Jeff the Brotherhood, where Skynyrd meets Ozma.
If you’re just now becoming a fan of JEFF the Brotherhood you carry a scarlet letter marking how uncool you are. After 6 albums the Nashville band is just now finding national awareness on the heels of their latest Dan Auerbach (The Black Keys) produced album Hypnotic Nights.
There seem to be two camps of haters out there right now. One is the music snobs that can’t seem to enjoy catchy, loud, good time Rock n Roll. The other is Jeff the Brotherhood fans that loved the bands lofi grungy garage sound before they decided to sign to a major label and find some mainstream success. Don’t worry, you’ll probably never have to deal with either of these types of people in real life, other than your one token music nerd friend.
Jeff the Brotherhood can’t seem to escape Weezer comparisons, even called Weezer worship in some reviews. A Weezer comparison in 1996 might have been a compliment, but a Weezer comparison in 2012 is a slap in the face. Hypnotic Nights might sound like a handful of Blue Album b-sides, wearing Ozma hooky keyboard influences on their sleeve, but a respectable band doesn’t deserve the disparaging comparison to a band that shamelessly released Raditude, Hurley, and the Red album. I rather be bit on the balls by a rattlesnake than be compared to that garbage.The Weezer that Jeff the Brotherhood sounds like left with Matt Sharp.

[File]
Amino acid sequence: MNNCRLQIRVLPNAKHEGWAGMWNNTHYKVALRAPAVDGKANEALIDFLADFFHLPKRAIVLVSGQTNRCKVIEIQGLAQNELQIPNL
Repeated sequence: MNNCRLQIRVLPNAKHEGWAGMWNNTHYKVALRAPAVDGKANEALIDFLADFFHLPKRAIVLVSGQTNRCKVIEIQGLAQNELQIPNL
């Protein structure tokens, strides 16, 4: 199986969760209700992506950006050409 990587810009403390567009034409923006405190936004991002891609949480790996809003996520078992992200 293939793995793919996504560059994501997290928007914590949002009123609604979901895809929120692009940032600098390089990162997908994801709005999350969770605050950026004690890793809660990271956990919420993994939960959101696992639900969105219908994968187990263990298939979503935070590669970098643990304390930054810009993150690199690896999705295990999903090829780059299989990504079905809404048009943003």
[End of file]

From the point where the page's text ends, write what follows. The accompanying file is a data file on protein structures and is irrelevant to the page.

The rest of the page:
Hypnotic Nights is an album built on nostalgia. Tunes so simple and self-explanatory like the single “Sixpack” that could have been the single of your high school garage band. The gruffy Southern album could be the soundtrack to Dazed and Confused. The same chunky, catchy, psychedelic shit the oldman Matthew McConaughey would be blasting as he blazed a joint and lounged back on the hood of his 1970 Chevelle SS with a rising sophomore. Hypnotic Nights is consistent in its churning of muddled power chords, oohs and ahhs, synth hooks and steady beats in 4/4 time. If Hypnotic Nights wants the classic Weezer comparison from me I’m going to need to hear some 6/8 time, finger-picking acoustic, high-pitched harmonies, and some top-notch guitar solos.